Public and Private Governance in Interaction: Changing Interpretations of Sovereignty in the Field of Sustainable Palm Oil
Schouten, A.M. ; Hospes, O. - \ 2018
Sustainability 10 (2018)12. - ISSN 2071-1050 - 15 p.
VSS - public–private interactions - sovereignty - sustainability - palm oil
Since the 1990s, non-governmental organizations (NGOs) and businesses have gained prominence as architects of new forms of transnational governance creating Voluntary Sustainability Standards (VSS). The legitimacy and effectiveness of VSS are dependent on interactions with public authorities and regulation. While studies suggest that the (perceived) gain or loss of sovereignty by a state shapes public–private interactions, we have little understanding on how states use or interpret sovereignty in their interactions with VSS. In this paper, we explore what interpretations of sovereignty are used by states at different ends of global value chains in interactions with VSS. Based on a comparative and longitudinal study of interactions of Indonesian and Dutch state actors with the Roundtable on Sustainable Palm Oil, we conclude that states strategically use different and changing notions of sovereignty to control the policy and debate regarding sustainable palm oil.When interactions between public and private governance are coordinative in nature, notions of interdependent sovereignty are used. However, when interactions are competitive, domestic and Westphalian notions of sovereignty are used. Our results show conflicting interpretations and usages of sovereignty by different states, which might negatively impact the regulatory capacity within an issue field to address sustainability issues.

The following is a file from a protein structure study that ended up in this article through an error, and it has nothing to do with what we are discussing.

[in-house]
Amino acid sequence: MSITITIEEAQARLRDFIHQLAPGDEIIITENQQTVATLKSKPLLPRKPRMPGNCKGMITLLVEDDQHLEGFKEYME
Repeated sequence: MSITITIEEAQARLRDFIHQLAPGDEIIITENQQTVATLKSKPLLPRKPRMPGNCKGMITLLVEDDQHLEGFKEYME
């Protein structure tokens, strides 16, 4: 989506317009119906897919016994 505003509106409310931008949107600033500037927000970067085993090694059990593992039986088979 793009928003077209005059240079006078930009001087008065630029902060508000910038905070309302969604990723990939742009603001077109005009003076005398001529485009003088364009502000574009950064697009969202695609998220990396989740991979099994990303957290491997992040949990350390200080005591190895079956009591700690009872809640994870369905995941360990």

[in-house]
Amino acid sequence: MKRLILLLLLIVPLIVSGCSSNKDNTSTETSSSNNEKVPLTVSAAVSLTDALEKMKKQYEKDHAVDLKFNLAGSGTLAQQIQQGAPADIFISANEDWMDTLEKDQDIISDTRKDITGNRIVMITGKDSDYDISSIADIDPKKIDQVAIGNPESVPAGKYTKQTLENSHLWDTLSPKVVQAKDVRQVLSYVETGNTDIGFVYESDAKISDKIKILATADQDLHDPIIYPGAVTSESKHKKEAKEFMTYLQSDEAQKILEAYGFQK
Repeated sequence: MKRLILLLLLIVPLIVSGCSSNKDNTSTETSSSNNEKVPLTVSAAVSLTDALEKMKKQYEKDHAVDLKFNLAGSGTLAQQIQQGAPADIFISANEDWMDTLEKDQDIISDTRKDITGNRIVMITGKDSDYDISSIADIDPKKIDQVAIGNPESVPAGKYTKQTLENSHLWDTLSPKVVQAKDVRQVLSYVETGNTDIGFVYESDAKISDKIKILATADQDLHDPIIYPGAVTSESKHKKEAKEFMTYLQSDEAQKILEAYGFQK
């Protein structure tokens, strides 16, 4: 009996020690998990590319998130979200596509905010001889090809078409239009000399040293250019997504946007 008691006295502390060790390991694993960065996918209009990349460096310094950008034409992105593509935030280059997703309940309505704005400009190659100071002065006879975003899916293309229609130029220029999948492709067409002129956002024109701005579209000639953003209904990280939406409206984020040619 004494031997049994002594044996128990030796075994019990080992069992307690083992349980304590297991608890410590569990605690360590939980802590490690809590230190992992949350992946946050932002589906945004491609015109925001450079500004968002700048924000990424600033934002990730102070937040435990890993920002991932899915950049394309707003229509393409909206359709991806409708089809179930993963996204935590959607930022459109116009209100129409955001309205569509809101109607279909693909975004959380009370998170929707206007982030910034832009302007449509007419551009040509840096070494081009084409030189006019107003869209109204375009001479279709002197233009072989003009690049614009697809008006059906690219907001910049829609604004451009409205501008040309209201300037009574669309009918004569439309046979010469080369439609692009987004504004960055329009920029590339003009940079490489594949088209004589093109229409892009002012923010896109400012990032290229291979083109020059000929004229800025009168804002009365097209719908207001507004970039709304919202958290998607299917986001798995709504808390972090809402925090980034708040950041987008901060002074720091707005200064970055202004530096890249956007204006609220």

Oil palm expansion without enclosure: smallholders and environmental narratives
Castellanos Navarrete, A. ; Jansen, K. - \ 2015
The Journal of Peasant Studies 42 (2015)3-4. - ISSN 0306-6150 - p. 791 - 816.
agrarian change - land control - biofuel - conservation - plantations - community - indonesia - politics - sovereignty - question
Recent debates on land grabbing and biofuels tend to link oil palm expansion to rural dispossession, environmental degradation and rural resistance. In this paper, we examine to what extent ‘enclosure’, a central concept in two critiques – ‘environmentalism of the poor’ and ‘green grabbing’ – is intrinsically linked to oil palm expansion. We argue that where enclosure is absent, poor peasants may seek greater market integration over resistance to modernisation processes. We analyse how and why peasants engage in oil palm cultivation and how their involvement undermines green efforts to curb its expansion in Chiapas, Mexico. Our analysis suggests that an exclusive focus on enclosure as the main driving force behind contestation and agrarian social relationships is unable to explain agrarian dynamics and the multiple uses to which environmental narratives are put. Keywords: biofuel; dispossession; green grabbing; Mexico; political ecology